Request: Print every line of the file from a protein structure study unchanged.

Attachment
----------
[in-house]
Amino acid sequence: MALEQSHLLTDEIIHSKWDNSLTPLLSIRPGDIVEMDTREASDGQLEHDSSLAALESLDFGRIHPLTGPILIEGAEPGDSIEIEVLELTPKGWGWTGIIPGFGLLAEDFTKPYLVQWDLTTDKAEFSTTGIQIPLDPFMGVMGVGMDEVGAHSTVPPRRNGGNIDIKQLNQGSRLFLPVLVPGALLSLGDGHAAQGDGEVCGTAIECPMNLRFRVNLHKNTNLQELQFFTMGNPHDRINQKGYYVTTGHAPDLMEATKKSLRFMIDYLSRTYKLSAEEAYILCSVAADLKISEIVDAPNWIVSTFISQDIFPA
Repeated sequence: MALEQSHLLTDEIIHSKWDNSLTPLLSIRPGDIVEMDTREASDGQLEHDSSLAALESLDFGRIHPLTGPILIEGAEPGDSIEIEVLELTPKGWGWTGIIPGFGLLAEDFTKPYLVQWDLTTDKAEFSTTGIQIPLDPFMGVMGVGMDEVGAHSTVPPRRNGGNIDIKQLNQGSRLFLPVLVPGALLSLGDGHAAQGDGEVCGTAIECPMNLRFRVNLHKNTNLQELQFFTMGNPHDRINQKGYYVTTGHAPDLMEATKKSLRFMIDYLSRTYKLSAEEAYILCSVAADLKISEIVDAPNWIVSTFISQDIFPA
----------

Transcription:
[in-house]
Amino acid sequence: MALEQSHLLTDEIIHSKWDNSLTPLLSIRPGDIVEMDTREASDGQLEHDSSLAALESLDFGRIHPLTGPILIEGAEPGDSIEIEVLELTPKGWGWTGIIPGFGLLAEDFTKPYLVQWDLTTDKAEFSTTGIQIPLDPFMGVMGVGMDEVGAHSTVPPRRNGGNIDIKQLNQGSRLFLPVLVPGALLSLGDGHAAQGDGEVCGTAIECPMNLRFRVNLHKNTNLQELQFFTMGNPHDRINQKGYYVTTGHAPDLMEATKKSLRFMIDYLSRTYKLSAEEAYILCSVAADLKISEIVDAPNWIVSTFISQDIFPA
Repeated sequence: MALEQSHLLTDEIIHSKWDNSLTPLLSIRPGDIVEMDTREASDGQLEHDSSLAALESLDFGRIHPLTGPILIEGAEPGDSIEIEVLELTPKGWGWTGIIPGFGLLAEDFTKPYLVQWDLTTDKAEFSTTGIQIPLDPFMGVMGVGMDEVGAHSTVPPRRNGGNIDIKQLNQGSRLFLPVLVPGALLSLGDGHAAQGDGEVCGTAIECPMNLRFRVNLHKNTNLQELQFFTMGNPHDRINQKGYYVTTGHAPDLMEATKKSLRFMIDYLSRTYKLSAEEAYILCSVAADLKISEIVDAPNWIVSTFISQDIFPA